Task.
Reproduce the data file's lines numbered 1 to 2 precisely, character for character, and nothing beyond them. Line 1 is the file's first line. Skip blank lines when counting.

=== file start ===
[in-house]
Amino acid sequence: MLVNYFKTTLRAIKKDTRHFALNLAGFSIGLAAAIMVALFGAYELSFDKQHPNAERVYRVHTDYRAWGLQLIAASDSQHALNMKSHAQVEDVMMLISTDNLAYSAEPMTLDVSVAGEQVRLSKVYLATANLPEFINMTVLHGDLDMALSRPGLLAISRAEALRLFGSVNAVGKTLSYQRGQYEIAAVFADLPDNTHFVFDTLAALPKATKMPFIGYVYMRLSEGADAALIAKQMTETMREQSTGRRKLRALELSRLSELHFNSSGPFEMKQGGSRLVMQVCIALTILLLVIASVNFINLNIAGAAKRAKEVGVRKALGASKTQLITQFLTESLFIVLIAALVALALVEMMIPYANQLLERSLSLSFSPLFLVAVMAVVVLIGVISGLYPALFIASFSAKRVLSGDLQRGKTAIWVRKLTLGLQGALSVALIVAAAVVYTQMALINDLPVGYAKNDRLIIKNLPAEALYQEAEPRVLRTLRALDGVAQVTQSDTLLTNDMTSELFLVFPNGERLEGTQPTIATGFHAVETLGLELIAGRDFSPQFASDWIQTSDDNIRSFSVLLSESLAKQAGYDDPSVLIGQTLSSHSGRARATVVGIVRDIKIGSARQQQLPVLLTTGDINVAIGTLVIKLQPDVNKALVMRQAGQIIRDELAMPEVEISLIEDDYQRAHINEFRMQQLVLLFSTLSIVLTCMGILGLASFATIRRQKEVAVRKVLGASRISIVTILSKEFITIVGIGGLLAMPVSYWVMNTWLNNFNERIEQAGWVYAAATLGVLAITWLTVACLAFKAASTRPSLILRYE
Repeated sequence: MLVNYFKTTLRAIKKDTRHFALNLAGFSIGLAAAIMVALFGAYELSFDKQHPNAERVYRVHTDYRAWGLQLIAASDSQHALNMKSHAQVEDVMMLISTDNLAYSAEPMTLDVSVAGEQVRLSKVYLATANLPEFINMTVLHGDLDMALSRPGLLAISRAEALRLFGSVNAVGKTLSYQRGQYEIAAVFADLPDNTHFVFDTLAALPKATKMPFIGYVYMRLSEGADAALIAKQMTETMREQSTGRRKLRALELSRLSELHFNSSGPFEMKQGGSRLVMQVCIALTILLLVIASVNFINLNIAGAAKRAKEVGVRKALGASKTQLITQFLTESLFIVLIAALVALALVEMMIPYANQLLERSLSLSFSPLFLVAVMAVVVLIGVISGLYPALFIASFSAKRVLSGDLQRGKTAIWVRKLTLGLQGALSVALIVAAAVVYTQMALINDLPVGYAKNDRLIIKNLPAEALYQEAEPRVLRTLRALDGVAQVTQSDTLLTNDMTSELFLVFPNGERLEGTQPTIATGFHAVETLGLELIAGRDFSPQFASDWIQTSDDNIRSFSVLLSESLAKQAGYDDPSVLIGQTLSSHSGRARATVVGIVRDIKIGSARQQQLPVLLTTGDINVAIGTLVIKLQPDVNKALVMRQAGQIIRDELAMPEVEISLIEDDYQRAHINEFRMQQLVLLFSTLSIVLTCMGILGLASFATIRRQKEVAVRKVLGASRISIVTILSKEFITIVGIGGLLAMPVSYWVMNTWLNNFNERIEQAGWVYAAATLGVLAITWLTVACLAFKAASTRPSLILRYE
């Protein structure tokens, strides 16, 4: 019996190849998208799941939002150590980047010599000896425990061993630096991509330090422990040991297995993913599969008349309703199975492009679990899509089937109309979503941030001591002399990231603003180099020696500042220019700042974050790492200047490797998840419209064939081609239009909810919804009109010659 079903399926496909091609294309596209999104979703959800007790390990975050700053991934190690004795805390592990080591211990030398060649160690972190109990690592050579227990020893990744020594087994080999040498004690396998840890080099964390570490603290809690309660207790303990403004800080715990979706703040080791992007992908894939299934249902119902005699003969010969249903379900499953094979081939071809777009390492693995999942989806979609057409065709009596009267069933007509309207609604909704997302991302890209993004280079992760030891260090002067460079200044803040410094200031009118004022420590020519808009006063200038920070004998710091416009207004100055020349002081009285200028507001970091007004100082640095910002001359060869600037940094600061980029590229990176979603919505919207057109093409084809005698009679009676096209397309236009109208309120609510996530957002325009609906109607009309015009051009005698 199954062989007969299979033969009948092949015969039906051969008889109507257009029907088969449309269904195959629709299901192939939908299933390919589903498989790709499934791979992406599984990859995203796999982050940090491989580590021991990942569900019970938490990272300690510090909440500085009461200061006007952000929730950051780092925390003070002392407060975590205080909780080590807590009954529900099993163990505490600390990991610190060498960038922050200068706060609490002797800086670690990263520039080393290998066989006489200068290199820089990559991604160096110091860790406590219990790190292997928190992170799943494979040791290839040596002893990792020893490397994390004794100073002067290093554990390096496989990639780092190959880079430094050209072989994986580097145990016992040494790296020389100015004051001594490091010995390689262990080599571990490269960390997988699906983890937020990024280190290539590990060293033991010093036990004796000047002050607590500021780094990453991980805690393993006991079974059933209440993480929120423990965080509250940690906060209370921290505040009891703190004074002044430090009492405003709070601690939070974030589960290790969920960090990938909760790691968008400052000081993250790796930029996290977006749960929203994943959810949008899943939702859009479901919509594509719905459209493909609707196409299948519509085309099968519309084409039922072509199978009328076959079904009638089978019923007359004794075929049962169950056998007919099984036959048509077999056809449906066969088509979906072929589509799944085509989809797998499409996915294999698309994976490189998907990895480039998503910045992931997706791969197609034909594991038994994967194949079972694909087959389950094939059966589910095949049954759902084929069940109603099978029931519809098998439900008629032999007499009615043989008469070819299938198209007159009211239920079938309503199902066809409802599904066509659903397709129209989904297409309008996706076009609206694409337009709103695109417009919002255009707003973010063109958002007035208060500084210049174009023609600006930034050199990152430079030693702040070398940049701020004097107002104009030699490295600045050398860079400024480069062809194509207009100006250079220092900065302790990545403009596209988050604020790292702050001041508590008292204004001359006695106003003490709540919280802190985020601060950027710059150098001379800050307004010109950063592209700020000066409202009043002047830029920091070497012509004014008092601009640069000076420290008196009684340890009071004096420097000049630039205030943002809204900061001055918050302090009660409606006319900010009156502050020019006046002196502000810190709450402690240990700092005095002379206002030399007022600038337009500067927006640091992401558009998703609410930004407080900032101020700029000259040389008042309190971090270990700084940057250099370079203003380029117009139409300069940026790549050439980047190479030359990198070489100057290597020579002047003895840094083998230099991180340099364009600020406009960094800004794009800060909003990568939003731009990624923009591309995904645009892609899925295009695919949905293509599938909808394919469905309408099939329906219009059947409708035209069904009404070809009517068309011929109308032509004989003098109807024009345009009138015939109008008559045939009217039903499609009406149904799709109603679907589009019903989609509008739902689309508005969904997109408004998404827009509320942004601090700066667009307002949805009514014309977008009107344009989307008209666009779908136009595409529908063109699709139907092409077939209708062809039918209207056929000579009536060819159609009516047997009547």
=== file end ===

[in-house]
Amino acid sequence: MLVNYFKTTLRAIKKDTRHFALNLAGFSIGLAAAIMVALFGAYELSFDKQHPNAERVYRVHTDYRAWGLQLIAASDSQHALNMKSHAQVEDVMMLISTDNLAYSAEPMTLDVSVAGEQVRLSKVYLATANLPEFINMTVLHGDLDMALSRPGLLAISRAEALRLFGSVNAVGKTLSYQRGQYEIAAVFADLPDNTHFVFDTLAALPKATKMPFIGYVYMRLSEGADAALIAKQMTETMREQSTGRRKLRALELSRLSELHFNSSGPFEMKQGGSRLVMQVCIALTILLLVIASVNFINLNIAGAAKRAKEVGVRKALGASKTQLITQFLTESLFIVLIAALVALALVEMMIPYANQLLERSLSLSFSPLFLVAVMAVVVLIGVISGLYPALFIASFSAKRVLSGDLQRGKTAIWVRKLTLGLQGALSVALIVAAAVVYTQMALINDLPVGYAKNDRLIIKNLPAEALYQEAEPRVLRTLRALDGVAQVTQSDTLLTNDMTSELFLVFPNGERLEGTQPTIATGFHAVETLGLELIAGRDFSPQFASDWIQTSDDNIRSFSVLLSESLAKQAGYDDPSVLIGQTLSSHSGRARATVVGIVRDIKIGSARQQQLPVLLTTGDINVAIGTLVIKLQPDVNKALVMRQAGQIIRDELAMPEVEISLIEDDYQRAHINEFRMQQLVLLFSTLSIVLTCMGILGLASFATIRRQKEVAVRKVLGASRISIVTILSKEFITIVGIGGLLAMPVSYWVMNTWLNNFNERIEQAGWVYAAATLGVLAITWLTVACLAFKAASTRPSLILRYE